By February 22, 2019, the National Energy Board (NEB) will issue a report on its Reconsideration of the Trans Mountain Expansion Project to the Governor in Council.

The Reconsideration hearing is considering any necessary changes to the NEB’s May 2016 Recommendation Report, taking into account Project-related marine shipping between the Westridge Marine Terminal and the 12-nautical-mile territorial sea limit under the Canadian Environmental Assessment Act, 2012 (CEAA 2012).

More than 120 Intervenors took part in the four-month hearing, which included 11 Oral Indigenous Traditional Evidence sessions in three locations. During the hearing, Trans Mountain submitted more than 2,500 pages of evidence and answered more than 550 Information Requests from the NEB and Intervenors.

Concurrent to the Reconsideration hearing, the federal government has re-initiated Phase III consultations with all 117 Indigenous groups impacted by the Project and has appointed former Supreme Court of Canada Justice, the Honourable Frank Iacobucci as special federal representative to oversee the consultation process.

With less than two weeks left until the NEB’s recommendation, here is a snapshot of the Expansion Project by the numbers:


  • It will be approximately 980 km of new pipeline; 890,000 barrels per day transported.
  • 73 per cent of the route will use the existing right-of-way, 16 per cent will follow other linear infrastructure such as telecommunications, hydro or highways and 11 per cent will be new right-of-way.
  • It will include 193 km of reactivated pipeline.
  • 12 new pump stations will be built.
  • 19 new tanks will be added to the existing storage terminals in Burnaby (14), Sumas (1) and Edmonton (4).
  • Three new berths will be built at Westridge Marine Terminal in Burnaby.
  • The existing pipeline will carry refined products, synthetic crude oils and light crude oils with the capability for heavy crude oils.
  • The new twin pipeline will carry heavier oils with the capability for transporting light crude oils.

Why expand?

  • The Trans Mountain Expansion Project will help make sure Canada gets full value for its oil.
  • Currently, nearly all the oil produced in Western Canada goes to one market – the United States Midwest. However, there’s a limit to how much oil this market needs. For much of the last decade, Canada has been selling to the United States at a discount to the world price for similar oil products.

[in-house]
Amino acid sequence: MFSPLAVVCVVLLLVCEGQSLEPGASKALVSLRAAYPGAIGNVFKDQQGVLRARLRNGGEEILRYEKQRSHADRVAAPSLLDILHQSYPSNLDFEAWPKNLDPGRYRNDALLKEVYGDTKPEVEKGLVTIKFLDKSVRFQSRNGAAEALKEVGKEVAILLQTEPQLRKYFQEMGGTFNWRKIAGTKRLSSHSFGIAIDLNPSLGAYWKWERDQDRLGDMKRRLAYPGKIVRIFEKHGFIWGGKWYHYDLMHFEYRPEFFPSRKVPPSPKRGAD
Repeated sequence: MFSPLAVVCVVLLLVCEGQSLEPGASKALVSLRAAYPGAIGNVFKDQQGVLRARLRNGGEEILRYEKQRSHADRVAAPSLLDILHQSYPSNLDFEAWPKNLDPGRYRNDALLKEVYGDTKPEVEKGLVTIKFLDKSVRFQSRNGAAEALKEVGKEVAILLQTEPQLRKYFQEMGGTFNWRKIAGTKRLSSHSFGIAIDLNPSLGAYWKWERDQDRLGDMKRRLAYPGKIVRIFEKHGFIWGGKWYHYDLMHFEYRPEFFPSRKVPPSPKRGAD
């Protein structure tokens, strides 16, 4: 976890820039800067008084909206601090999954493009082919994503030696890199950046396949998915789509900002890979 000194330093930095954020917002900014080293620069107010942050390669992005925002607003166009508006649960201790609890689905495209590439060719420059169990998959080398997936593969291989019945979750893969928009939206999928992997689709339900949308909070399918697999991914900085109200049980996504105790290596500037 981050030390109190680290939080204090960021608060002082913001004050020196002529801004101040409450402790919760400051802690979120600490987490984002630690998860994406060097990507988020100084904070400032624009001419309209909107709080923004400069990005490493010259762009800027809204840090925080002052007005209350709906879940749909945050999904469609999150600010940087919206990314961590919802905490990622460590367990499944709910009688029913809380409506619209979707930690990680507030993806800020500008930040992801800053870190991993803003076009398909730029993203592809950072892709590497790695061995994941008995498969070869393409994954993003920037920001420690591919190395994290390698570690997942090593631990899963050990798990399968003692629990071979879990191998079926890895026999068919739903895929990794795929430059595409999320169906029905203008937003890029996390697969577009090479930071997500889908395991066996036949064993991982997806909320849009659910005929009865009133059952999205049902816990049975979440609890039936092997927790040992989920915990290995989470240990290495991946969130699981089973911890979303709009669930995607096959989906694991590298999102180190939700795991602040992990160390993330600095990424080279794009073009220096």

• Independent estimates conclude oil producer revenues will increase by $73.5 billion over 20 years of operations and Canada will earn $46.7 billion in additional taxes and royalties to federal and provincial governments.


Those involved in the Reconsideration hearing limited their evidence to only new and updated information on a narrow set of issues, and evidence already on the record wasn’t re-filed and re-tested. Here are some highlights of the previous NEB hearing that concluded in May 2016.

  • 16,000-page Facilities Application filed December 2013, measuring more than one metre in height.
  • 29-month NEB regulatory process – Dec. 16, 2013 (submission) to May 20, 2016 plus seven months of Government of Canada review (Dec. 2016).
  • 17,000 questions answered by Trans Mountain in multiple rounds of Information Requests (IRs).
  • 400 Intervenors with full process rights.
  • Four Indigenous Oral Hearings in locations in BC and AB.
  • 13-day Oral Hearing held in Burnaby, BC and Calgary, AB.
  • 67 Intervenors registered to speak at the Oral Hearings.
  • 50,000 pages filed with the NEB, which includes the 16,000-page Application. 

On Jan 27, 2016, the Government of Canada announced Interim Measures for Pipeline Reviews that included undertaking deeper consultations with Indigenous Peoples, assessing the upstream greenhouse gas emissions associated with this project and appointing a ministerial representative to engage communities, including Indigenous communities potentially affected by the project, to seek their views and report back to the Minister of Natural Resources.